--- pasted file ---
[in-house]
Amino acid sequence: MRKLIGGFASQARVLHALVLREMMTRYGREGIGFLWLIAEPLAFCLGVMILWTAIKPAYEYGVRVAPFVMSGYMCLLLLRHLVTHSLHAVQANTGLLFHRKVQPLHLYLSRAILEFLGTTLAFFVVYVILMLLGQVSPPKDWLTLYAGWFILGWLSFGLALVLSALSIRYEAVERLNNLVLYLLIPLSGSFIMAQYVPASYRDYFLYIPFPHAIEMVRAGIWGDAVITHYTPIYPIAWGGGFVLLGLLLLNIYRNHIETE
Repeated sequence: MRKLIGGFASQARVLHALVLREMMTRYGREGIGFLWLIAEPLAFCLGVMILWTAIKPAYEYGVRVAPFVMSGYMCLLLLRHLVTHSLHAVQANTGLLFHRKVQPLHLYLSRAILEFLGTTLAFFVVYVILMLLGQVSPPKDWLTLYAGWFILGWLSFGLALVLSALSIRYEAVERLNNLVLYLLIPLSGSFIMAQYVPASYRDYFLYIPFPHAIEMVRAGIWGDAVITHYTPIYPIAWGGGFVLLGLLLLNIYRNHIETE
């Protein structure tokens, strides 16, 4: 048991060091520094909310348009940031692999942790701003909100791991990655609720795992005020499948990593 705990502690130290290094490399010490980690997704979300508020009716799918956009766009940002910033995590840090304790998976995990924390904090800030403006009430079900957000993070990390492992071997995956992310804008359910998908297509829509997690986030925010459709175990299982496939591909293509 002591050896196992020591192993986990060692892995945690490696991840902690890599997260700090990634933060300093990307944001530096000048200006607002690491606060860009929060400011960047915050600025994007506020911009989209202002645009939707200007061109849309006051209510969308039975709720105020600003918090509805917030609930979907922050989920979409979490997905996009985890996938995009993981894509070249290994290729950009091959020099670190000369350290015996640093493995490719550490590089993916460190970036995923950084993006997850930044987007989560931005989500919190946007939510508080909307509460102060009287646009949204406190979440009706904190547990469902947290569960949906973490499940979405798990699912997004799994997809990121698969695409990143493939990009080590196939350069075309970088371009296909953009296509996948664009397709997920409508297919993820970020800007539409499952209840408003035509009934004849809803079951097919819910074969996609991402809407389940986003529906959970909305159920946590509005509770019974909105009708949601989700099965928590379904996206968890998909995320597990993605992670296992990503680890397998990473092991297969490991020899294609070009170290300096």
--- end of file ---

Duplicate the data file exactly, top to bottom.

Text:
[in-house]
Amino acid sequence: MRKLIGGFASQARVLHALVLREMMTRYGREGIGFLWLIAEPLAFCLGVMILWTAIKPAYEYGVRVAPFVMSGYMCLLLLRHLVTHSLHAVQANTGLLFHRKVQPLHLYLSRAILEFLGTTLAFFVVYVILMLLGQVSPPKDWLTLYAGWFILGWLSFGLALVLSALSIRYEAVERLNNLVLYLLIPLSGSFIMAQYVPASYRDYFLYIPFPHAIEMVRAGIWGDAVITHYTPIYPIAWGGGFVLLGLLLLNIYRNHIETE
Repeated sequence: MRKLIGGFASQARVLHALVLREMMTRYGREGIGFLWLIAEPLAFCLGVMILWTAIKPAYEYGVRVAPFVMSGYMCLLLLRHLVTHSLHAVQANTGLLFHRKVQPLHLYLSRAILEFLGTTLAFFVVYVILMLLGQVSPPKDWLTLYAGWFILGWLSFGLALVLSALSIRYEAVERLNNLVLYLLIPLSGSFIMAQYVPASYRDYFLYIPFPHAIEMVRAGIWGDAVITHYTPIYPIAWGGGFVLLGLLLLNIYRNHIETE
């Protein structure tokens, strides 16, 4: 048991060091520094909310348009940031692999942790701003909100791991990655609720795992005020499948990593 705990502690130290290094490399010490980690997704979300508020009716799918956009766009940002910033995590840090304790998976995990924390904090800030403006009430079900957000993070990390492992071997995956992310804008359910998908297509829509997690986030925010459709175990299982496939591909293509 002591050896196992020591192993986990060692892995945690490696991840902690890599997260700090990634933060300093990307944001530096000048200006607002690491606060860009929060400011960047915050600025994007506020911009989209202002645009939707200007061109849309006051209510969308039975709720105020600003918090509805917030609930979907922050989920979409979490997905996009985890996938995009993981894509070249290994290729950009091959020099670190000369350290015996640093493995490719550490590089993916460190970036995923950084993006997850930044987007989560931005989500919190946007939510508080909307509460102060009287646009949204406190979440009706904190547990469902947290569960949906973490499940979405798990699912997004799994997809990121698969695409990143493939990009080590196939350069075309970088371009296909953009296509996948664009397709997920409508297919993820970020800007539409499952209840408003035509009934004849809803079951097919819910074969996609991402809407389940986003529906959970909305159920946590509005509770019974909105009708949601989700099965928590379904996206968890998909995320597990993605992670296992990503680890397998990473092991297969490991020899294609070009170290300096």